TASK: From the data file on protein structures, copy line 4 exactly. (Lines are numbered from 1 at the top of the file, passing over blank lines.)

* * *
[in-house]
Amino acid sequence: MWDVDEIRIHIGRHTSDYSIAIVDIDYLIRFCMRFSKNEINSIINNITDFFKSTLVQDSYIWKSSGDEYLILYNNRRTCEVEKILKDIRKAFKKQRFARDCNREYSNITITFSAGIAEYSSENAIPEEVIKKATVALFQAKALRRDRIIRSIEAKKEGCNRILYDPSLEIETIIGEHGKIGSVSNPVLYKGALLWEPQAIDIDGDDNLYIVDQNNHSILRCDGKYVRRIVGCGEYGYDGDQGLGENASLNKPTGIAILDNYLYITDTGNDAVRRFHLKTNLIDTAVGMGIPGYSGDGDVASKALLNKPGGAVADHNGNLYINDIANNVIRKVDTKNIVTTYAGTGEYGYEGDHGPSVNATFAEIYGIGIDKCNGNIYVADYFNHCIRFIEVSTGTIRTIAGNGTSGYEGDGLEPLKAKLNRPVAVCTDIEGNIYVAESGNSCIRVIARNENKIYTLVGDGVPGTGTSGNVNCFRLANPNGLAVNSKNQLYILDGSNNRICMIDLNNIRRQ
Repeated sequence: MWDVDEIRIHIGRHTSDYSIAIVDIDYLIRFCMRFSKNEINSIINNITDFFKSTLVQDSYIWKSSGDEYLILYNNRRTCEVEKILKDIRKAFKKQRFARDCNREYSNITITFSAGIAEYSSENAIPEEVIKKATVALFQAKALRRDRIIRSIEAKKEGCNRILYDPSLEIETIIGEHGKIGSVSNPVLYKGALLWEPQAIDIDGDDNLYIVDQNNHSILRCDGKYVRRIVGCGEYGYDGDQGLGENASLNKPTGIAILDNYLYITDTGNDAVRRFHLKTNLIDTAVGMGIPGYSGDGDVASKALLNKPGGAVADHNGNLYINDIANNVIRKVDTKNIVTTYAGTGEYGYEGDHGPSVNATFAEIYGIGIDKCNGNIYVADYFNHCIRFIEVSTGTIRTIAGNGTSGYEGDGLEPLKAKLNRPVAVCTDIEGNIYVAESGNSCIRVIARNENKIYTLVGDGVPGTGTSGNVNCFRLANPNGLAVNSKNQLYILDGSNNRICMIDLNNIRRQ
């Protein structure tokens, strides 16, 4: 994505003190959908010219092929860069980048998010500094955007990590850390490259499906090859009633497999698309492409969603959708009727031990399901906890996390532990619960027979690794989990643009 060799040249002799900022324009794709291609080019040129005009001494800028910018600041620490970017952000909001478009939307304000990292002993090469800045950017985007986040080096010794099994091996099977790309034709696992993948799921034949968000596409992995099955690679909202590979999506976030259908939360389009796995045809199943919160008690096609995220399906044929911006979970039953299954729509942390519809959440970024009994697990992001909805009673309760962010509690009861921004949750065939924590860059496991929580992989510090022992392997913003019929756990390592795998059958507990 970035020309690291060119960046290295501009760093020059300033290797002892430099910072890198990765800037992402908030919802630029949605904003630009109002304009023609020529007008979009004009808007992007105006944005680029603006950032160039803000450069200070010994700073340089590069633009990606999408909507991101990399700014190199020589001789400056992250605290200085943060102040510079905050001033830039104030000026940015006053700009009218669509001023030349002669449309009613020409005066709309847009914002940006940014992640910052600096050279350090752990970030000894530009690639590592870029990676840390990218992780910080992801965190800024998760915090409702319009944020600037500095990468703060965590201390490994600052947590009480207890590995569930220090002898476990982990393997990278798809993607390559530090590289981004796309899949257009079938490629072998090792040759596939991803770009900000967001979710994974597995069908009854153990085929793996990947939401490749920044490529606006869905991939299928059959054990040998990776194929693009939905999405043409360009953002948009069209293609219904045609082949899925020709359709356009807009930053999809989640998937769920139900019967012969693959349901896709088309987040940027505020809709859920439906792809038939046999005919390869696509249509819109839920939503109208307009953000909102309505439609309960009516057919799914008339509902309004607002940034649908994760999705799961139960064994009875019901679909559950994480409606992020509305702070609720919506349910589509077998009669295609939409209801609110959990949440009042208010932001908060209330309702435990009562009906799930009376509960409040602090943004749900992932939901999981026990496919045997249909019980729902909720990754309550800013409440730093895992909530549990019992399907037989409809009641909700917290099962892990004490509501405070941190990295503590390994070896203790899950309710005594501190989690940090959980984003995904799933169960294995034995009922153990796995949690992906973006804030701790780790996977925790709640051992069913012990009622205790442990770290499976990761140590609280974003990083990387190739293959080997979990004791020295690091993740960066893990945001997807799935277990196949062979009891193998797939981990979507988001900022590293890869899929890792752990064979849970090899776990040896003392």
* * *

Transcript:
């Protein structure tokens, strides 16, 4: 994505003190959908010219092929860069980048998010500094955007990590850390490259499906090859009633497999698309492409969603959708009727031990399901906890996390532990619960027979690794989990643009 060799040249002799900022324009794709291609080019040129005009001494800028910018600041620490970017952000909001478009939307304000990292002993090469800045950017985007986040080096010794099994091996099977790309034709696992993948799921034949968000596409992995099955690679909202590979999506976030259908939360389009796995045809199943919160008690096609995220399906044929911006979970039953299954729509942390519809959440970024009994697990992001909805009673309760962010509690009861921004949750065939924590860059496991929580992989510090022992392997913003019929756990390592795998059958507990 970035020309690291060119960046290295501009760093020059300033290797002892430099910072890198990765800037992402908030919802630029949605904003630009109002304009023609020529007008979009004009808007992007105006944005680029603006950032160039803000450069200070010994700073340089590069633009990606999408909507991101990399700014190199020589001789400056992250605290200085943060102040510079905050001033830039104030000026940015006053700009009218669509001023030349002669449309009613020409005066709309847009914002940006940014992640910052600096050279350090752990970030000894530009690639590592870029990676840390990218992780910080992801965190800024998760915090409702319009944020600037500095990468703060965590201390490994600052947590009480207890590995569930220090002898476990982990393997990278798809993607390559530090590289981004796309899949257009079938490629072998090792040759596939991803770009900000967001979710994974597995069908009854153990085929793996990947939401490749920044490529606006869905991939299928059959054990040998990776194929693009939905999405043409360009953002948009069209293609219904045609082949899925020709359709356009807009930053999809989640998937769920139900019967012969693959349901896709088309987040940027505020809709859920439906792809038939046999005919390869696509249509819109839920939503109208307009953000909102309505439609309960009516057919799914008339509902309004607002940034649908994760999705799961139960064994009875019901679909559950994480409606992020509305702070609720919506349910589509077998009669295609939409209801609110959990949440009042208010932001908060209330309702435990009562009906799930009376509960409040602090943004749900992932939901999981026990496919045997249909019980729902909720990754309550800013409440730093895992909530549990019992399907037989409809009641909700917290099962892990004490509501405070941190990295503590390994070896203790899950309710005594501190989690940090959980984003995904799933169960294995034995009922153990796995949690992906973006804030701790780790996977925790709640051992069913012990009622205790442990770290499976990761140590609280974003990083990387190739293959080997979990004791020295690091993740960066893990945001997807799935277990196949062979009891193998797939981990979507988001900022590293890869899929890792752990064979849970090899776990040896003392």